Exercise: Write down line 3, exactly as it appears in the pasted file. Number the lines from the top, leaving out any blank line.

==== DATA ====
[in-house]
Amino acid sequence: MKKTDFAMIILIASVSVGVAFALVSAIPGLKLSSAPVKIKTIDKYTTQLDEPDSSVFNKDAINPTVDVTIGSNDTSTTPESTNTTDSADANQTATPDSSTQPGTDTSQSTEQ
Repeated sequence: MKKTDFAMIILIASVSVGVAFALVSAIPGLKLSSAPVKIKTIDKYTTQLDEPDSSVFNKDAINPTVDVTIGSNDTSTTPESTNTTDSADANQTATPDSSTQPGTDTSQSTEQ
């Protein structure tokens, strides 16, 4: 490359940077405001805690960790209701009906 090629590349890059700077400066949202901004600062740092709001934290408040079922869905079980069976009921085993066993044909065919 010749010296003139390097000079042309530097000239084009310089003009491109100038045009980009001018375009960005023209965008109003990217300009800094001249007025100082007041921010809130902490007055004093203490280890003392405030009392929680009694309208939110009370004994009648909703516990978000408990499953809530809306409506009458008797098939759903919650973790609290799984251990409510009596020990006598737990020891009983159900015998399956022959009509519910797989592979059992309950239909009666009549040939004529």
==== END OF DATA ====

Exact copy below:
Repeated sequence: MKKTDFAMIILIASVSVGVAFALVSAIPGLKLSSAPVKIKTIDKYTTQLDEPDSSVFNKDAINPTVDVTIGSNDTSTTPESTNTTDSADANQTATPDSSTQPGTDTSQSTEQ